6. Seek out a blind person in your community. Volunteer for regular visits and companionship. Take them out to a coffee shop once a week for exercise and sensory stimulation. Ask what sorts of books they like and read to them. Listen to a podcast or radio show together. Set up a backyard birdfeeder, then sit out on the patio where you can enjoy the flutter of happy birds chirping. Or sit out on the front porch to hear the sounds of people and traffic going by. You can describe to them what sights go with specific noises.

When volunteering to assist a blind person in your class and getting to know them, chances are you will become good friends. You may want to socialize and have fun together outside of school. Just don’t forget about your visually impaired friend when you’re in a group. Choose things to do that will enable them to participate with your other friends.

Here are some ideas for inclusive activities…

  1. Host a poetry slam. A poetry slam reclaims the rich oral tradition of poetry and storytelling with gorgeous spoken-word performances before a live audience. The performer’s personal connection to the story told in the poem can make it intensely emotional.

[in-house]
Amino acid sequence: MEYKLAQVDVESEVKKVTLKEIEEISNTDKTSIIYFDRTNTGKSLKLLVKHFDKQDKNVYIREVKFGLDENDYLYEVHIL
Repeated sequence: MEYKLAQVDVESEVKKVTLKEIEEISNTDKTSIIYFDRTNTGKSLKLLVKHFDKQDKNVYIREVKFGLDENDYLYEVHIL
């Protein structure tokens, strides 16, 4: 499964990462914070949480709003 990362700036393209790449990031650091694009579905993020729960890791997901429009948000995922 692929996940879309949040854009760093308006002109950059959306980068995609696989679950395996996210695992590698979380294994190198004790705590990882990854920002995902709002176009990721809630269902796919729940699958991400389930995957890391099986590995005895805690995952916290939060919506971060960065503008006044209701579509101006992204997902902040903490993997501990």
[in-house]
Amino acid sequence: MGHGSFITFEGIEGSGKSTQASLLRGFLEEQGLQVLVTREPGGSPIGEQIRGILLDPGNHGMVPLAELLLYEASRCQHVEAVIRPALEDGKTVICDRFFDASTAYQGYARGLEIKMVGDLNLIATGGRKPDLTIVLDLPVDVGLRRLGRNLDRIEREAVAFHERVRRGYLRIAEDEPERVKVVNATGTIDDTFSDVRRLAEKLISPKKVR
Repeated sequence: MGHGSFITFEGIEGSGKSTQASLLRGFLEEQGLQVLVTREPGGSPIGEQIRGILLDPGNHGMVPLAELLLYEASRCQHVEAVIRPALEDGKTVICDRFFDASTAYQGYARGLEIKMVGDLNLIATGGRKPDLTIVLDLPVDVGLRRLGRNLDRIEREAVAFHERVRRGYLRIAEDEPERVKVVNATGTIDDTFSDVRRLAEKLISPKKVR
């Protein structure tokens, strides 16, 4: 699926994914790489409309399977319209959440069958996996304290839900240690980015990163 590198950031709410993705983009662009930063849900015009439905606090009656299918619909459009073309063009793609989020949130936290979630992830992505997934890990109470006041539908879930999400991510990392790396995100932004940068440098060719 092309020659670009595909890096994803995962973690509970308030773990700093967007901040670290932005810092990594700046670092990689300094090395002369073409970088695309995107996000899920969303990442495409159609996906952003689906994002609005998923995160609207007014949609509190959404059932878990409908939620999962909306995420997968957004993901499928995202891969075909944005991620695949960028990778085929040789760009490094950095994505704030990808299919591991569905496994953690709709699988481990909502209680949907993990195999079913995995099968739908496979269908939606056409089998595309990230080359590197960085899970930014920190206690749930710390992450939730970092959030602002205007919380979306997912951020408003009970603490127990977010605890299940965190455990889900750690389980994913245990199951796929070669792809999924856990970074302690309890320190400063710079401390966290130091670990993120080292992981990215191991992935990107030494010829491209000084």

2. Tell jokes. Amuse each other with jokes and riddles, keeping in mind what’s appropriate for your particular friends’ sensibilities.
  3. Play tactile games. Play games that don’t require sight, or modify the game so that a visually impaired person can play. A tactile tic-tac-toe game can be made with cut-out cardboard, wooden, or magnet shapes. For a tactile “I Spy,” fill a box or bag with small toys, blocks, shells, coins, pasta, etc. and have them search for certain items as they identify the objects by touch.
  4. Play verbal games. Quizzes, trivia games, word games, guessing games, and identifying sounds are always fun for everyone.
  5. Mold clay. Modeling clay provides a great tactile sensory experience that’s not only therapeutic but also lets you create a one-of-a-kind handcrafted memento.
  6. Karaoke. Homeschooled American Idol contestant Scott MacIntyre proved that one doesn’t need perfect eyesight to be a fantastic singer! Or get some simple instruments such as a ukulele, harmonica, and bongos, then improvise away!

TIPS: Treat a person with a visual impairment like you would anyone else. Don’t talk loud or patronize them, but do give detailed descriptions. For example, when walking with them verbally describe the landscape, structures, etc. and be specific. When referring to objects, think about attributes other than color, such as shape, weight, texture, size, and location. Alert them to the presence of low-hanging branches and other obstacles they won’t be able to see. Don’t point or gesture “over there” but say “it’s just a few feet up ahead on the left.” If the person is about to collide with something, say “Stop!” instead of “Watch out!” Always respect the person’s individuality, dignity and independence. Don’t always assume help is required, but ask the person if they would like your help and let them tell you what they want. Ask them to teach you something, too, like how to read braille. This will make it more of a mutually beneficial relationship rather than just a one-sided effort on your part.